|Year of offer||2019|
|Subject level||Undergraduate Level 2|
|Fees||Subject EFTSL, Level, Discipline & Census Date|
Ethnicity and nationalism are of special concern to anthropologists, especially in instances where anthropology becomes part of nationalist discourse. This subject considers ethnicity and nationalism through the in-depth analysis of a case study from the developing world, but draws on comparative material from Africa, the Americas, Asia, Australia, Europe and the Pacific. Students will examine different theoretical approaches to ethnicity, nationalism and ethnic nationalism, in particular the relationships between the formation of nation states and processes of 'development', 'transition' and 'underdevelopment'; the roles of actors, from political actors to ordinary people, in the construction of national projects; the relationships between historic and contemporary processes in the construction of national projects; how national projects are constructed, enforced and culturally maintained and the relationships between globalisation, migration, transnationalism and ethnic nationalism in the modern world.
Intended learning outcomes
On completion of this subject students should:
- Show an understanding of core theoretical approaches to the understanding of ethnicity, nationalism and ethnic nationalism;
- Show an ability to apply and critically assess theories of ethnicity, nationalism and ethnic nationalism in relation to empirical case studies;
- Show an understanding of the relationships between the formation of nation states and processes of development, transition and underdevelopment;
- Show an understanding of the respective roles of different actors, from political actors to ordinary people, in the construction of national projects;
- Be able to work collaboratively with peers;
- Show an understanding of the relationships between globalization, migration, trans-nationalism and ethnic nationalism in the modern world;
- Show an understanding of the relationships between historic and contemporary processes in the construction of national projects;
- Show an ability to identify and critically assess the implicitly ethnic nationalist content in anthropological and other social scientific writing;
- Be able to communicate effectively in a variety of written and oral formats.
Eligibility and requirements
Recommended background knowledge
Knowledge gained in completing one of ANTH10001 or DEVT10001 or and Arts IDF subject.
|Code||Name||Teaching period||Credit Points|
|ANTH10001||Anthropology: Studying Self and Other||
|DEVT10001||The Developing World||
Core participation requirements
The University of Melbourne is committed to providing students with reasonable adjustments to assessment and participation under the Disability Standards for Education (2005), and the Assessment and Results Policy (MPF1326). Students are expected to meet the core participation requirements for their course. These can be viewed under Entry and Participation Requirements for the course outlines in the Handbook.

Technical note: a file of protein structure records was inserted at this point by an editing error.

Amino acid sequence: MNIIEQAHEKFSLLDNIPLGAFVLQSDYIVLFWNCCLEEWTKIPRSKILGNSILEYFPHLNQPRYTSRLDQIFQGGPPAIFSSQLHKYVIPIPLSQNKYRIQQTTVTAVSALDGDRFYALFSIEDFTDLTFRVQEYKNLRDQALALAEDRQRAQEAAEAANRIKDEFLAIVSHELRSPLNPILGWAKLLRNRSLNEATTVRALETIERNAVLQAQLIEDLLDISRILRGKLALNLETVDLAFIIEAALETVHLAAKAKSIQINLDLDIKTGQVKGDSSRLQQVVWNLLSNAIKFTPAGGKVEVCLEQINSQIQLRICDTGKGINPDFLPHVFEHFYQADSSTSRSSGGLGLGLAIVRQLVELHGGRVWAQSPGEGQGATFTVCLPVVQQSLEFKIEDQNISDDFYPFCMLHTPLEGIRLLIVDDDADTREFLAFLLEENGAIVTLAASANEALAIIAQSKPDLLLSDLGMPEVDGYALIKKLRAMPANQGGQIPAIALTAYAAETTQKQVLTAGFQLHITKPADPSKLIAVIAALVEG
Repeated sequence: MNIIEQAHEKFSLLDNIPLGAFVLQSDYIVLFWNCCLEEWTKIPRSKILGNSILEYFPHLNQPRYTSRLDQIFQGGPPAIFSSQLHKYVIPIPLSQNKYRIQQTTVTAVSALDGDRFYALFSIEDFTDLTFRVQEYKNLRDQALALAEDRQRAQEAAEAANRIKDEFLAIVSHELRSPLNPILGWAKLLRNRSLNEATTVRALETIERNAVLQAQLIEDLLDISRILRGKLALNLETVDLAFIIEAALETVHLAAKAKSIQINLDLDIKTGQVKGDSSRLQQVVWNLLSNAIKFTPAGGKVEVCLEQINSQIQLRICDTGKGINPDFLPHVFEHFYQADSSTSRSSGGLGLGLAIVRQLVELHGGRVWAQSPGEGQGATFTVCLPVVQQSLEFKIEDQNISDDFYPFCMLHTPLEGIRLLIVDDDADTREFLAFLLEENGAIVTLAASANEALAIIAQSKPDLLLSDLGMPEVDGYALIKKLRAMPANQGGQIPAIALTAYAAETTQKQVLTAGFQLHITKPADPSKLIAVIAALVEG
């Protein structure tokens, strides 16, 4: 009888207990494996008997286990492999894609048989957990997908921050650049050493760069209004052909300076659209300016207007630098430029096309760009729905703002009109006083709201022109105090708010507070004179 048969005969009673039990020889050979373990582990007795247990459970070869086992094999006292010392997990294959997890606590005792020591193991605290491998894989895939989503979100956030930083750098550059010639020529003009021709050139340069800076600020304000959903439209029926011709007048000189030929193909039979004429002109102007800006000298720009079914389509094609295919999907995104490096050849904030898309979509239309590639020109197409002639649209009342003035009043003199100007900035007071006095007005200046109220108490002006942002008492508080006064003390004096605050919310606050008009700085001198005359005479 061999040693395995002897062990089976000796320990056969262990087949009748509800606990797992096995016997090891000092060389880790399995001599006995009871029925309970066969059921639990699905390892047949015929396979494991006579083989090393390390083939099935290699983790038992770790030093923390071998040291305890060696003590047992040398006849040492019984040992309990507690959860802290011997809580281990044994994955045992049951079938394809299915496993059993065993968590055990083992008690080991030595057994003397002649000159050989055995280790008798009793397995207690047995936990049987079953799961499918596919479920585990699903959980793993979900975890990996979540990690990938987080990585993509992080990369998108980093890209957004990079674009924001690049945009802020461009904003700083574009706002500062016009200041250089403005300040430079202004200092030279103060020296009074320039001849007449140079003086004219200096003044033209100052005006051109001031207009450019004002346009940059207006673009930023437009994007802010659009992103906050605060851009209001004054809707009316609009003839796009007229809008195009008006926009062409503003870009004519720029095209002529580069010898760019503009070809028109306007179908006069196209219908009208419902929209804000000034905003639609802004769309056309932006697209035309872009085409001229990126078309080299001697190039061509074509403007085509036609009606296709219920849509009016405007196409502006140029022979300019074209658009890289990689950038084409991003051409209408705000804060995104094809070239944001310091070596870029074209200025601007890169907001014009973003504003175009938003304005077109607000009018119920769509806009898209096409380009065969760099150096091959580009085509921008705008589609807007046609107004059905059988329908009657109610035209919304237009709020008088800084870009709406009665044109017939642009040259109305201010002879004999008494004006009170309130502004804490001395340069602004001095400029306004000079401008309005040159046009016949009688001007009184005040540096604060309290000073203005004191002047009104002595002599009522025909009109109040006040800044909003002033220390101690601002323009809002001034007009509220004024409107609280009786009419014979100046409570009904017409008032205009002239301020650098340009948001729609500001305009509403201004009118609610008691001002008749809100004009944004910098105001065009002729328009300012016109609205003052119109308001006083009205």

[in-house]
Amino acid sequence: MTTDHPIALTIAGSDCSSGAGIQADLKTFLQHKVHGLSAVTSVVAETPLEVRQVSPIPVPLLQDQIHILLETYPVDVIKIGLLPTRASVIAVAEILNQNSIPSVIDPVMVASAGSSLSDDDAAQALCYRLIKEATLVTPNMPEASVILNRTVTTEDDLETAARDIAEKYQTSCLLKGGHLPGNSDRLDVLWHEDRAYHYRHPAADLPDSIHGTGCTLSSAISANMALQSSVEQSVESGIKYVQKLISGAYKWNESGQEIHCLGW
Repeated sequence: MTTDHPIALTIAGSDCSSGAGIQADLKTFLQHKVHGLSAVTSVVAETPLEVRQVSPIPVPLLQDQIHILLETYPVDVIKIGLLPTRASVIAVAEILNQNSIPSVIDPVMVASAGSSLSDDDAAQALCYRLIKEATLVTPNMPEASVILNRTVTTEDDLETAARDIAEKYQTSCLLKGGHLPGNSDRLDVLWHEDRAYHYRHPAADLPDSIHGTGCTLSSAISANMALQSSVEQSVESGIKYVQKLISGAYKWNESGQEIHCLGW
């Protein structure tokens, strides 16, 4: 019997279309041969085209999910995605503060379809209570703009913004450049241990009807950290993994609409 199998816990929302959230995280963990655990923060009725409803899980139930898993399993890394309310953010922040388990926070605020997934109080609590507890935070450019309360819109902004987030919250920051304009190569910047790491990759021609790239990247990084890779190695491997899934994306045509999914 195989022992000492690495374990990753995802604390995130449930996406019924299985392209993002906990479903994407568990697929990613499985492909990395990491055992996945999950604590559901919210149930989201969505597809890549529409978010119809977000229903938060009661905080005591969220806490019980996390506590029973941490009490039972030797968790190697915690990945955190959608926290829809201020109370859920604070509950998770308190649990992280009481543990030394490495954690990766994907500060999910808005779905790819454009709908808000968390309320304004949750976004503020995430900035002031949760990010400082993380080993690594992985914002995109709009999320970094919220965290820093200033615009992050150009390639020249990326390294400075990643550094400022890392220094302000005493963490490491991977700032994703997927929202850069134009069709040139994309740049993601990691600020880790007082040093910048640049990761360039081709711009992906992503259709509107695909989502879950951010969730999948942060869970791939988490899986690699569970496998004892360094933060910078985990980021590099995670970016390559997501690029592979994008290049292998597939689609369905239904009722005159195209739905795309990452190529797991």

Further details on how to seek academic adjustments can be found on the Student Equity and Disability Support website: http://services.unimelb.edu.au/student-equity/home
- 1000-word (25%) Area Report. Due Week 5 of Semester.
- 1000-word (25%) Case Study. Due Week 10 of Semester.
- Group Presentation. Equivalent to 500-words (12.5%) per each group member. Due Week 12 of Semester.
- 1500-word (37.5%) Research Essay. Due during the examination period.
Hurdle requirement: Students must attend a minimum of 75% of tutorials in order to pass this subject. All pieces of written work must be submitted to pass this subject. Regular participation in tutorials is required.
Note: Assessment submitted late without an approved extension will be penalised at 10 marks per working day. In-class tasks missed without approval will not be marked.
Dates & times
- Semester 2
Coordinator Orhan Karagoz Mode of delivery On Campus — Parkville Contact hours A 2-hour lecture and a 1-hour tutorial per week for 10 weeks. The Lecture and Tutorial programs are staggered and cover the 12 weeks of semester. Total time commitment 170 hours Teaching period 29 July 2019 to 27 October 2019 Last self-enrol date 9 August 2019 Census date 31 August 2019 Last date to withdraw without fail 27 September 2019 Assessment period ends 22 November 2019
Semester 2 contact information
Time commitment details
Readings will be provided online through the subject's LMS site prior to the commencement of semester.
Recommended texts and other resources
- Ethnicity and Nationalism: Anthropological Perspective (T H Eriksen) Pluto Press 1
- Related Handbook entries
This subject contributes to the following:
Type Name Course U21 Certificate in Global Issues Course U21 Diploma in Global Issues Specialisation (formal) Anthropology Specialisation (formal) Anthropology Specialisation (formal) Development Studies Major Anthropology Major Sociology Minor Development Studies Minor Social Theory
- Breadth options
- Available through the Community Access Program
About the Community Access Program (CAP)
This subject is available through the Community Access Program (also called Single Subject Studies) which allows you to enrol in single subjects offered by the University of Melbourne, without the commitment required to complete a whole degree.
Entry requirements including prerequisites may apply. Please refer to the CAP applications page for further information.
- Available to Study Abroad and/or Study Exchange Students
This subject is available to students studying at the University from eligible overseas institutions on exchange and study abroad. Students are required to satisfy any listed requirements, such as pre- and co-requisites, for enrolment in the subject.